Increasing the interest rate is not the answer to suppress inflation and instead focus should be placed on larger problems such as load shedding to bring inflation under control. 

“South Africa has bigger problems at this stage in the form of ongoing load shedding which has a tremendous impact on inflation, cost price inflation, transport costs and the general cost of living of consumers,” says Thys van Zyl, head of product development at Everest Wealth. 

“If we cannot reduce load shedding’s impact on inflation, we will not be able to bring down stubborn inflation – even if the interest rate is raised three or four more times. The interest rate has been raised so many times over the past 16 months and it is clear that it is not working to curb inflation.” 

The SA Reserve Bank’s monetary policy committee hiked interest rates by 50 basis points on Thursday while an increase of 25 basis points was expected. This was the ninth consecutive increase and the interest rate has already been increased by 425 basis points since November 2021. 

“The Reserve Bank will definitely have to start looking at other options than just applying interest rate increases. Proactive thinking will have to be done to see how it can be made easier for cash-strapped consumers with the cost-of-living skyrocketing.” 

The interest rate hikes mean that consumers must reach even deeper into their pockets with credit card and store debt becoming more expensive and personal loans and car and home payments rising.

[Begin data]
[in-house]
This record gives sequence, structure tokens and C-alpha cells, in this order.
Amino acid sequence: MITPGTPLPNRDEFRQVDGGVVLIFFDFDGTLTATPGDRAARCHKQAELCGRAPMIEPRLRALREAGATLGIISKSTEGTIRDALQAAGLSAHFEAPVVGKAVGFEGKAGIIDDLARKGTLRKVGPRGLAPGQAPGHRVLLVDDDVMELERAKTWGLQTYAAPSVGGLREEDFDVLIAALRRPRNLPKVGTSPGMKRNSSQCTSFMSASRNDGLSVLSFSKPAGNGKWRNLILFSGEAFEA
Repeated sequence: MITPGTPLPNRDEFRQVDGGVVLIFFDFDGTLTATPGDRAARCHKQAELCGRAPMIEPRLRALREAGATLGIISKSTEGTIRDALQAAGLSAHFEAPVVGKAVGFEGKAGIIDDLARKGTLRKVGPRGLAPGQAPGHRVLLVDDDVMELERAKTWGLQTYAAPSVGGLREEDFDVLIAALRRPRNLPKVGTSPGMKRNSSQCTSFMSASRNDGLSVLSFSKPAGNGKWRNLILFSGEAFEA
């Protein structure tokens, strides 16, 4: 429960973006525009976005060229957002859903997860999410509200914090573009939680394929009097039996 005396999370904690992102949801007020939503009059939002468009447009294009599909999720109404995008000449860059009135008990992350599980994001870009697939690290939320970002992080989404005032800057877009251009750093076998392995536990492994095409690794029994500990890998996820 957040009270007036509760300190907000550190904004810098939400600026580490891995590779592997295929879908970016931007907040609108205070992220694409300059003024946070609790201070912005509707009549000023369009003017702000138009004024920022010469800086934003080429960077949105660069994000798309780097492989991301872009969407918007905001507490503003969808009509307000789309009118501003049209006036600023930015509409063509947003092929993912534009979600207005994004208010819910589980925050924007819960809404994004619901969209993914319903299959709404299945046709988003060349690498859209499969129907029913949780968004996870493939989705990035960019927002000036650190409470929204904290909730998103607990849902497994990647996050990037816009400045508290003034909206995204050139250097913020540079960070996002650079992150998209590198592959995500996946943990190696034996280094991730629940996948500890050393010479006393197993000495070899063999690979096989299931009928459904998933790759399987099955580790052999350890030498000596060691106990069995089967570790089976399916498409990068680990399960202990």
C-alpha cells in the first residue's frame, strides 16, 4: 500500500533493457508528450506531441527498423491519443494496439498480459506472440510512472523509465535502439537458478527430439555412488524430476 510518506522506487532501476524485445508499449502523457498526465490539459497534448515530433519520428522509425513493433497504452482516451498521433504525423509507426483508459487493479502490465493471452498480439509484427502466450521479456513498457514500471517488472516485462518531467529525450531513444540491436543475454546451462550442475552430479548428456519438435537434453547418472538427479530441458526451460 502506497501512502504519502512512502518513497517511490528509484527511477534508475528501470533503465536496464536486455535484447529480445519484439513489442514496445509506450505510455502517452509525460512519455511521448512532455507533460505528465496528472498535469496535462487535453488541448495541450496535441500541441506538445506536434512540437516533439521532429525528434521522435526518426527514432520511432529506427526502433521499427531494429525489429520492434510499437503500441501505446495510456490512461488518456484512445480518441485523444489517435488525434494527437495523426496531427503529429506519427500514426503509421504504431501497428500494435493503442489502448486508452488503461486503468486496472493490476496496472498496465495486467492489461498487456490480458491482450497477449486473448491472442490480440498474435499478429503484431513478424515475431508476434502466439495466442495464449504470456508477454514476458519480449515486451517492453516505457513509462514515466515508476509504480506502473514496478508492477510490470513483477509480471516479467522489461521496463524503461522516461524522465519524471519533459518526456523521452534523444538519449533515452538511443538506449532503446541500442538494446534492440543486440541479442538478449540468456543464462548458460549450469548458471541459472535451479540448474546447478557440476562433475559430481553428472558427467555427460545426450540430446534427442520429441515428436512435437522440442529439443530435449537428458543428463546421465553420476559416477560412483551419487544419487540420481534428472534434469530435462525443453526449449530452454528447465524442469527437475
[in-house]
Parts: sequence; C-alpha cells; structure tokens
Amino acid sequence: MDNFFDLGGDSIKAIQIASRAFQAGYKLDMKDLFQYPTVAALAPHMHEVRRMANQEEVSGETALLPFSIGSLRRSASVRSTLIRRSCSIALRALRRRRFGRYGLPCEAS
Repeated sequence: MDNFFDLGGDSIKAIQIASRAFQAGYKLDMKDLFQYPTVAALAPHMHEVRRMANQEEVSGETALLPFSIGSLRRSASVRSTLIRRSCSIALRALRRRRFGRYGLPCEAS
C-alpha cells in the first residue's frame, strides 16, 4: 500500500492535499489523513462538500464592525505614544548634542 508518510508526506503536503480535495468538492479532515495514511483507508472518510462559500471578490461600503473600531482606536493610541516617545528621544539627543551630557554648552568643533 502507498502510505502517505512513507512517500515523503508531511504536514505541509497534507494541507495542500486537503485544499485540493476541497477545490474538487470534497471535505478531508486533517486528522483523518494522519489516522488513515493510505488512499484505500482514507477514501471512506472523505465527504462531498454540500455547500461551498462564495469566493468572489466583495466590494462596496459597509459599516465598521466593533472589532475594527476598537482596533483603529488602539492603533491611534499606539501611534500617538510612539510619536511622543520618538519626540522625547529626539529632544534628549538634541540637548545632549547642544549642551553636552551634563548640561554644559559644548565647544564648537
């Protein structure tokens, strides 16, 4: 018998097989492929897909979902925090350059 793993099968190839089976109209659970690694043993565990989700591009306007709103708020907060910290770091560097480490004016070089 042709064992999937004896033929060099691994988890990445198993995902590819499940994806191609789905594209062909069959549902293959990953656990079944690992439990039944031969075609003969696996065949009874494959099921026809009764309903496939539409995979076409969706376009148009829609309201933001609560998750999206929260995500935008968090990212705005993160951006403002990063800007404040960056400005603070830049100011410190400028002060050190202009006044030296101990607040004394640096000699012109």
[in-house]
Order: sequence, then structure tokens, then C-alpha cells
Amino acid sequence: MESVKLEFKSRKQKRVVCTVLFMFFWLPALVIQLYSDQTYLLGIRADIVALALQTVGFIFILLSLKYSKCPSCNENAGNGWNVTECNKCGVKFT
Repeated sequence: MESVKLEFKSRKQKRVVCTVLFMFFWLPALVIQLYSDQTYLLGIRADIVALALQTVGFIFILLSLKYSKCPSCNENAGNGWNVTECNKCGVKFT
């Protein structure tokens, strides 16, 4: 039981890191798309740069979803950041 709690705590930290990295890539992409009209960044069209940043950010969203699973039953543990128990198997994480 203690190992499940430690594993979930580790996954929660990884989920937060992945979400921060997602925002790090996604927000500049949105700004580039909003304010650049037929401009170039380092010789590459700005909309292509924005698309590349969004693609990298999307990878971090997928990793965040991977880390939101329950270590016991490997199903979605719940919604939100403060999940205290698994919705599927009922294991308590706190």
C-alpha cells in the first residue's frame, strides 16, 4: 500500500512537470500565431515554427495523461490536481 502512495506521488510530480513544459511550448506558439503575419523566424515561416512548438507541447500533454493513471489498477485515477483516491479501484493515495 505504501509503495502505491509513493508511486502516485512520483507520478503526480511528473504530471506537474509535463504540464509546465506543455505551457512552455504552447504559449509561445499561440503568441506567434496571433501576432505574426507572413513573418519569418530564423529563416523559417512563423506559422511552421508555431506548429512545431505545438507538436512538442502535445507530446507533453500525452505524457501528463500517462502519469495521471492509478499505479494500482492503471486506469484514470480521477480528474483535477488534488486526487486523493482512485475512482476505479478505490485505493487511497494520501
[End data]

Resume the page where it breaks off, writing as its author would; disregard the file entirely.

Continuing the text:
Consumers who took on the debt when the interest rate was much lower may now struggle to service their debt or simply cannot afford it anymore. However, the average salary in the country does not increase at the same rate and makes South Africans increasingly poor. 

According to Van Zyl, consumers must take proactive steps to protect themselves financially. “Try to build a buffer into your budget or have room to manoeuvre for unforeseen expenses such as sharp rises due to interest rate increases. Work smarter with debt and try to avoid short-term debt with higher rates as well as increasing debt. Instead, try to pay off debt faster and thus save interest. Cut bad habits or unnecessary expenses from your budget and try to invest that money instead.” 

Interest rate increases affect investors positively and negatively. People with investments and money in the bank are positively affected by this, while an increase in interest rates is generally negative for stocks. 

“With higher interest rates, everything becomes more expensive and this can result in people withdrawing more money from investments to keep up with rising living costs. In the midst of turbulent times, a financial advisor can advise clients on which strategies to follow and where to invest in order to meet unique expectations.”